In the wettest year on record in the state's history, an unprecedented number of South Dakota's farmers have had to rely on prevented planting payments from their crop insurance.
Heather Fillaus, an insurance officer for Farm Credit Services of America, said that between 95 and 98 percent of customers at the insurer's Mitchell office have claimed prevent plant on at least some of their acreage, although the amount of acreage varies widely from one operation to another. In past years, Fillaus said, it's been common to see that number under 50 percent.
"We haven't had a year like 2019 ever before," Fillaus told The Daily Republic on Thursday. "You talk to some of these 80-year-old farmers, and they say that they've never seen a year like this before. ... This year, we had guys that farm a vast amount of acres that didn't get anything planted or that maybe only got a few acres planted, which is very, very outside the norm for around here."
Steve Gaston, general manager of the Forestburg Farmers Elevator, said he's heard complaints both from farmers who have had to claim a lot of prevent plant acres as well as those who were unable to meet the requirements for a prevent plant payment.
"It's slowed up considerably," Gaston said of the amount of grain the elevator's seen as rain continues to fall around the area. "Guys that aren't going to get a crop in the ground, they're going to probably sit on some of their corn and stuff for their own use."
Farm Credit Services of America has offices in South Dakota, Nebraska, Wyoming and Iowa. While much of the Midwest has seen record-breaking rainfall this year that's prevented planting for farmers and increased the number of insurance claims made, Fillaus said 53 percent of Farm Credit Services of America's prevent plant acreage claimed this year are located in southeastern South Dakota.
"Right now, we're in a tough ag environment," she said. "We've got high input costs, low market prices, guys struggling to get into the field all spring long. When you finally get out in the field, things were late planted. Late-planted crops typically don't yield as well, so you don't tend to have as good a yield, so you're not going to get paid as well when you sell it. There's just a lot of frustrations in the country out there this spring and summer."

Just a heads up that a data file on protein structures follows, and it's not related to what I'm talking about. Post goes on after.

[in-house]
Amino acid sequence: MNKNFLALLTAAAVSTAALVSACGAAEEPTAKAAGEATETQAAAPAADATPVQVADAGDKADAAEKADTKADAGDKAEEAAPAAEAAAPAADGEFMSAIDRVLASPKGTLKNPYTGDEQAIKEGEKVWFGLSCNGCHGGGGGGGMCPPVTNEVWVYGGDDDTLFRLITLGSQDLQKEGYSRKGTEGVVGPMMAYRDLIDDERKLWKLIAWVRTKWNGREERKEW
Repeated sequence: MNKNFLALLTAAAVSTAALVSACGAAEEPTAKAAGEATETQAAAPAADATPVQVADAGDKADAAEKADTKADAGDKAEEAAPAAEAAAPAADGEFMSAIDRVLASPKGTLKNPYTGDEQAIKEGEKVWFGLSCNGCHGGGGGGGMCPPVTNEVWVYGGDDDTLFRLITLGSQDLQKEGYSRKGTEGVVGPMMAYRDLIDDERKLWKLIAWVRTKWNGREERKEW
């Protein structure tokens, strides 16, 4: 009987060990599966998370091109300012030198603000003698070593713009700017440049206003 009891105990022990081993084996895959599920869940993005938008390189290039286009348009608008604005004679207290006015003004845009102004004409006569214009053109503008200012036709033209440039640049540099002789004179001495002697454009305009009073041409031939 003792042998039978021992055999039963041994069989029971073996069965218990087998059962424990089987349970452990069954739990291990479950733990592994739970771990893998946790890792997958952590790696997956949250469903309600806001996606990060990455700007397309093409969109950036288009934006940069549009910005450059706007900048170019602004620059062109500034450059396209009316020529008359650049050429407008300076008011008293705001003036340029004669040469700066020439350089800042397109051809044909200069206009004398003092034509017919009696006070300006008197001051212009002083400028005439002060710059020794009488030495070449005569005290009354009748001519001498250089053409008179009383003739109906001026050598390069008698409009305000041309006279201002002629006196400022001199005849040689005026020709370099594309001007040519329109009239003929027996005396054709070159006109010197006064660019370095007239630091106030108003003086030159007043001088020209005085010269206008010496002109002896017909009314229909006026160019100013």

Last week, the USDA opened applications for its Market Facilitation Program, which is aimed at providing assistance to producers nationwide who have been impacted this year by tariffs and other barriers to exporting goods. Up to $14.5 billion has been approved for the program, which covers acreage planted on or before Friday.
The bulk of MFP payments will be made based on planted acreage of non-specialty crops, with farmers eligible to receive between $15 and $150 in reimbursement per acre, with farms in counties with lower market prices and more barriers eligible for the highest levels of payment.
Many farmers in southeast South Dakota will not see substantial MFP payouts for two reasons. First, farmers who claimed prevented planting on a large amount of their acreage have less planted acreage that's eligible for an MFP payout. Second, market prices in the area were driven up by a lack of planted acreage this spring, meaning the acreage that is eligible for an MFP claim will amount to a smaller payout than in an area where market prices were lower.
"MFP does pay a little bit on some of the cover crops that these guys were able to plant on their P.P. ground," Fillaus said. "However, there are stipulations to that as well, and a lot of farmers are still struggling even to get these cover crops planted in. ... There's still ground that guys can't get across with a tractor."
Fillaus said inaccurate information about prevent plant has been spread this year. To combat that, Farm Credit Services' offices in Mitchell, Yankton and Sioux Falls coordinated a series of meetings throughout the region this spring, which were open to the public, including non-customers. More than 400 producers in total attended a meeting to learn more about navigating prevent plant.
"P.P.'s not a profit maker, and with this ag environment that we have, there are some (farms) that are not as financially stable as others," Fillaus said. "Some of them are going to be able to barely get by, and some of them are going to definitely not make it through the year. It just depends on their situation. That's why making sure that you've got good insurance coverage going forward is so important. That could be the difference between going in the red and breaking even on a year like this."
With more coverage comes both more protection and a higher price tag on crop insurance premiums. In order to get the insurance coverage they need for their specific operation, Fillaus said, producers need to take into account a number of factors, including how much risk they can afford to take and what their break-even costs are.
"We want our farmers to succeed," Fillaus said. "Their success is our success. I don't want (the insurance company) to have to pay out. I want a guy to be able to make money and not have to collect on crop insurance. But unfortunately, Mother Nature has different plans."